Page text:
Clayton was once again elected to the United States Senate in 1845, where he opposed the annexation of Texas and the Mexican–American War but advocated the active prosecution of the latter once it was begun. His tenure was only from March 4, 1845 until February 23, 1849, as he resigned to become U.S. Secretary of State.
On March 8, 1849 Clayton became U.S. Secretary of State in the Whig administration of Zachary Taylor. His most notable accomplishment was the negotiation of the Clayton-Bulwer Treaty of 1850 with the British minister, Sir Henry Bulwer-Lytton. This treaty guaranteed the neutrality and encouragement of lines of travel across the isthmus at Panama, and laid the groundwork for America's eventual building of the Panama Canal. His tenure was brief, however, ending on July 22, 1850, soon after President Taylor's death.
As secretary of state, Clayton was intensely nationalistic and an ardent advocate of commercial expansion but his strict interpretation of international law created crises with Spain, Portugal, and France.
Clayton was again elected to the United States Senate one last time in 1853 and served from March 4, 1853 until his death on November 9, 1856. He proposed the Kansas-Nebraska Act. One of his most noted speeches delivered in the Senate was that made June 15, 1854 against the message of U.S. President Franklin Pierce, vetoing the Bill for the Benefit of the Indigent Insane, which would have ceded public lands for an insane asylum.
After the death of his second son, Clayton moved his residence back to Dover. He died there and is buried in the Old Presbyterian Cemetery, which is at Dover, on the grounds of the Delaware State Museum.
His contemporaries considered Clayton one of the most skilled debaters and orators in the Senate. He was always accessible, and was noted for his genial disposition and brilliant conversational powers. Clayton Hall at the University of Delaware is named in his honor, as are towns in Delaware, New York, North Carolina and a county in Iowa. In 1934, the state of Delaware donated a statue of Clayton to the National Statuary Hall Collection.
Elections were held the first Tuesday of October. Members of the General Assembly took office on the first Tuesday of January. State Representatives had a one-year term. The Secretary of State was appointed by the Governor and took office on the third Tuesday of January for a five-year term. The General Assembly chose the U.S. Senators, who took office March 4, for a six-year term.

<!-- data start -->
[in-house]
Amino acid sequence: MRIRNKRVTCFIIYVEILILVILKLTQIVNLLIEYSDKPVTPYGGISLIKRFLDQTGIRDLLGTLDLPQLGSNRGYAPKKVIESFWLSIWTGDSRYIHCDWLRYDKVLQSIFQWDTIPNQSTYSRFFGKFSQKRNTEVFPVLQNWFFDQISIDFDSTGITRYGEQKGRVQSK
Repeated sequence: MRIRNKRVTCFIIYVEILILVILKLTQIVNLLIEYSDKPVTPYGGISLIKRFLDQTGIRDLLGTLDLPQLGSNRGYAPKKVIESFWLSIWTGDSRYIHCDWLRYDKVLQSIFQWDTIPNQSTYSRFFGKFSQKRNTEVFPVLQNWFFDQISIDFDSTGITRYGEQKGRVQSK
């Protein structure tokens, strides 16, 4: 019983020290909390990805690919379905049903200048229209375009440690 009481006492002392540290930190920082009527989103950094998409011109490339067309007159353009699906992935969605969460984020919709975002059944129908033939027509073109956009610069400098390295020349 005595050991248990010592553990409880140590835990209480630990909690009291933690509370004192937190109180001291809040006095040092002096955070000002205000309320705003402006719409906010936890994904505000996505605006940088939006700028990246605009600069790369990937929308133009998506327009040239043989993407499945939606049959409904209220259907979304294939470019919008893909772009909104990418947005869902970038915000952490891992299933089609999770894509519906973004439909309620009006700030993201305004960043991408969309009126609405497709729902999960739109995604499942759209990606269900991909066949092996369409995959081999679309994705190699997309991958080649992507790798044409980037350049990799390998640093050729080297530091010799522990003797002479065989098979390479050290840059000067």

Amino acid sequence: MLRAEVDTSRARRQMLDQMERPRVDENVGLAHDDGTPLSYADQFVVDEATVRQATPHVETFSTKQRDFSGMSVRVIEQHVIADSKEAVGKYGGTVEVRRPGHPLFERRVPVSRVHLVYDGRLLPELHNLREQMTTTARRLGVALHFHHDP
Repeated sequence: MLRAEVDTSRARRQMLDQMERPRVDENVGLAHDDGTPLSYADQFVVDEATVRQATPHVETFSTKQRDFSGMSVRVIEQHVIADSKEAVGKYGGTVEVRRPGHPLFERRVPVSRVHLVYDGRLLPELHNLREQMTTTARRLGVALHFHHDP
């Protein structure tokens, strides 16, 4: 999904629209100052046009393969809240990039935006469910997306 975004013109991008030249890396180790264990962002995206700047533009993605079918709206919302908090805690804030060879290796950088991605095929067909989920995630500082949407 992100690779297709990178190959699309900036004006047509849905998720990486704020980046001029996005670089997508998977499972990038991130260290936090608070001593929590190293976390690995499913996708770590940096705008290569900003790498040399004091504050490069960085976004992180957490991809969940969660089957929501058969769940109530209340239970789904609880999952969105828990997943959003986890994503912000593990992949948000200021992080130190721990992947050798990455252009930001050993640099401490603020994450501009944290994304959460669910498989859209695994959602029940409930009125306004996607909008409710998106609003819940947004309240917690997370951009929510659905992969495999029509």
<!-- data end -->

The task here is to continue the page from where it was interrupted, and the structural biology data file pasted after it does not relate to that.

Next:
|Office||Type||Location||Began office||Ended office||notes|
|State Representative||Legislature||Dover||January 4, 1824||January 3, 1825|
|Secretary of State||Executive||Dover||December 1826||October 1828|
|U.S. Senator||Legislature||Washington||March 4, 1829||December 29, 1836|
|Superior Court||Judiciary||Dover||January 16, 1837||September 19, 1839||Chief Justice|
|U.S. Senator||Legislature||Washington||March 4, 1845||February 23, 1849|
|U.S. Secretary of State||Executive||Washington||March 8, 1849||July 22, 1850|
|U.S. Senator||Legislature||Washington||March 4, 1853||November 9, 1856|
|Delaware General Assembly service|
|1824||48th||State Senate||Federalist||Samuel Paynter||Kent at-large|
|United States Congressional service|
|1829–1831||21st||U.S. Senate||National Republican||Andrew Jackson||Militia||class 2|
|1831–1833||22nd||U.S. Senate||National Republican||Andrew Jackson||Militia||class 2|
|1833–1835||23rd||U.S. Senate||National Republican||Andrew Jackson||Judiciary, Militia||class 2|
|1835–1837||24th||U.S. Senate||Whig||Andrew Jackson||Judiciary||class 2|
|1845–1847||29th||U.S. Senate||Whig||James K. Polk||class 1|
|1847–1849||30th||U.S. Senate||Whig||James K. Polk||class 1|
|1853–1855||33rd||U.S. Senate||Whig||Franklin Pierce||class 2|
|1855–1857||34th||U.S. Senate||American||Franklin Pierce||class 2|
Henry M. Ridgely
| U.S. Senator (Class 2) from Delaware
Served alongside: Louis McLane, Arnold Naudain, Richard H. Bayard
Richard H. Bayard
| U.S. Senator (Class 1) from Delaware
Served alongside: Thomas Clayton, Presley Spruance
| U.S. Senator (Class 2) from Delaware
Served alongside: James A. Bayard Jr.
Joseph P. Comegys
| Chair of the Senate Judiciary Committee
| United States Secretary of State